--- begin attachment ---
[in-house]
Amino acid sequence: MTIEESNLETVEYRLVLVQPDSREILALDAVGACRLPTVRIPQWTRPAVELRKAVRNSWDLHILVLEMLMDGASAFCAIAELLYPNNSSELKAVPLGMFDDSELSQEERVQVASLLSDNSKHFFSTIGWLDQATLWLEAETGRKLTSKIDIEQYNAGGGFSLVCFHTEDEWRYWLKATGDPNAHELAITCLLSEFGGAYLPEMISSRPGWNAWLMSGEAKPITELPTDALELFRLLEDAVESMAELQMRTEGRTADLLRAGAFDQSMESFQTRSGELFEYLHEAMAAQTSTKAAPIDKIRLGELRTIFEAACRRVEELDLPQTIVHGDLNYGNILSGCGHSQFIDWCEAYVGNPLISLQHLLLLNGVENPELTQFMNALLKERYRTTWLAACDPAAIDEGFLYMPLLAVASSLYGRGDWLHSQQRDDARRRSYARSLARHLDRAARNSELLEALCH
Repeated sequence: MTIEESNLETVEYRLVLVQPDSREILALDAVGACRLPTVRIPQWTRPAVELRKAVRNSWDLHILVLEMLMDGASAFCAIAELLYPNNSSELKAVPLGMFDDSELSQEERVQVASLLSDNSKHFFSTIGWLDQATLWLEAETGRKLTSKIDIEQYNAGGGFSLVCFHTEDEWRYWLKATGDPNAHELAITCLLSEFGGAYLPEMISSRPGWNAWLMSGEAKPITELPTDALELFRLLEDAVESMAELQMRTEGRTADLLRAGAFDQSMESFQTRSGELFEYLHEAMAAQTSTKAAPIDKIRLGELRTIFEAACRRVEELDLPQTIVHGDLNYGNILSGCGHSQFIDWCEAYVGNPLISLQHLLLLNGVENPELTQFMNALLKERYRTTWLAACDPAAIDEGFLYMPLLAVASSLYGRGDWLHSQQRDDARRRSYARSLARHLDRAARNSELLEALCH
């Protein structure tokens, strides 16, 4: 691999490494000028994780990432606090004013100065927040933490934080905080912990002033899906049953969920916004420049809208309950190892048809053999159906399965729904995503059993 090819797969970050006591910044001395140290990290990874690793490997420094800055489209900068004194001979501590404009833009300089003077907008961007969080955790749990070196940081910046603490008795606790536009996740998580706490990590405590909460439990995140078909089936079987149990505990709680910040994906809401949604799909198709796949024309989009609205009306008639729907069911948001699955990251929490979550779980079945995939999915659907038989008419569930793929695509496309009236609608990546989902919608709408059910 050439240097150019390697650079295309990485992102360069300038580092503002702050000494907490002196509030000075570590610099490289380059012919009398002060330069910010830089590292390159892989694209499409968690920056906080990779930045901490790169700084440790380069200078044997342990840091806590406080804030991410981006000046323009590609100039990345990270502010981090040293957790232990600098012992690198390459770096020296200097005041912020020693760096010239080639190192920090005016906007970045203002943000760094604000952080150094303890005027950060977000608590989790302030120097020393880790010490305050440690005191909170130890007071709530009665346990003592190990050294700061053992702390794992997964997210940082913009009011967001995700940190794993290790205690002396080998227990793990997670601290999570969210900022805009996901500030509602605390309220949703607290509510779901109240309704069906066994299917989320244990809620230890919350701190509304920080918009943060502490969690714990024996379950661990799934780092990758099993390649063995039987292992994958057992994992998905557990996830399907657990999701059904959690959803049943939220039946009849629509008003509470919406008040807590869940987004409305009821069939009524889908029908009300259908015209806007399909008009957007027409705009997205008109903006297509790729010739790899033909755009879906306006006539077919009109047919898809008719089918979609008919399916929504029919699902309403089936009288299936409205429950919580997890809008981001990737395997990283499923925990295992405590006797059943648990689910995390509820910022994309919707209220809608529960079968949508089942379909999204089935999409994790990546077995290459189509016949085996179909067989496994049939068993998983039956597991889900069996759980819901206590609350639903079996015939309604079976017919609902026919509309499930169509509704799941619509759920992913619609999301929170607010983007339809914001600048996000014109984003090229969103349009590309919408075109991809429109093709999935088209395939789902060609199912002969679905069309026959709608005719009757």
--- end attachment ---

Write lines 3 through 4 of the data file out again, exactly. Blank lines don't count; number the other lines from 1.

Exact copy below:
Repeated sequence: MTIEESNLETVEYRLVLVQPDSREILALDAVGACRLPTVRIPQWTRPAVELRKAVRNSWDLHILVLEMLMDGASAFCAIAELLYPNNSSELKAVPLGMFDDSELSQEERVQVASLLSDNSKHFFSTIGWLDQATLWLEAETGRKLTSKIDIEQYNAGGGFSLVCFHTEDEWRYWLKATGDPNAHELAITCLLSEFGGAYLPEMISSRPGWNAWLMSGEAKPITELPTDALELFRLLEDAVESMAELQMRTEGRTADLLRAGAFDQSMESFQTRSGELFEYLHEAMAAQTSTKAAPIDKIRLGELRTIFEAACRRVEELDLPQTIVHGDLNYGNILSGCGHSQFIDWCEAYVGNPLISLQHLLLLNGVENPELTQFMNALLKERYRTTWLAACDPAAIDEGFLYMPLLAVASSLYGRGDWLHSQQRDDARRRSYARSLARHLDRAARNSELLEALCH
């Protein structure tokens, strides 16, 4: 691999490494000028994780990432606090004013100065927040933490934080905080912990002033899906049953969920916004420049809208309950190892048809053999159906399965729904995503059993 090819797969970050006591910044001395140290990290990874690793490997420094800055489209900068004194001979501590404009833009300089003077907008961007969080955790749990070196940081910046603490008795606790536009996740998580706490990590405590909460439990995140078909089936079987149990505990709680910040994906809401949604799909198709796949024309989009609205009306008639729907069911948001699955990251929490979550779980079945995939999915659907038989008419569930793929695509496309009236609608990546989902919608709408059910 050439240097150019390697650079295309990485992102360069300038580092503002702050000494907490002196509030000075570590610099490289380059012919009398002060330069910010830089590292390159892989694209499409968690920056906080990779930045901490790169700084440790380069200078044997342990840091806590406080804030991410981006000046323009590609100039990345990270502010981090040293957790232990600098012992690198390459770096020296200097005041912020020693760096010239080639190192920090005016906007970045203002943000760094604000952080150094303890005027950060977000608590989790302030120097020393880790010490305050440690005191909170130890007071709530009665346990003592190990050294700061053992702390794992997964997210940082913009009011967001995700940190794993290790205690002396080998227990793990997670601290999570969210900022805009996901500030509602605390309220949703607290509510779901109240309704069906066994299917989320244990809620230890919350701190509304920080918009943060502490969690714990024996379950661990799934780092990758099993390649063995039987292992994958057992994992998905557990996830399907657990999701059904959690959803049943939220039946009849629509008003509470919406008040807590869940987004409305009821069939009524889908029908009300259908015209806007399909008009957007027409705009997205008109903006297509790729010739790899033909755009879906306006006539077919009109047919898809008719089918979609008919399916929504029919699902309403089936009288299936409205429950919580997890809008981001990737395997990283499923925990295992405590006797059943648990689910995390509820910022994309919707209220809608529960079968949508089942379909999204089935999409994790990546077995290459189509016949085996179909067989496994049939068993998983039956597991889900069996759980819901206590609350639903079996015939309604079976017919609902026919509309499930169509509704799941619509759920992913619609999301929170607010983007339809914001600048996000014109984003090229969103349009590309919408075109991809429109093709999935088209395939789902060609199912002969679905069309026959709608005719009757």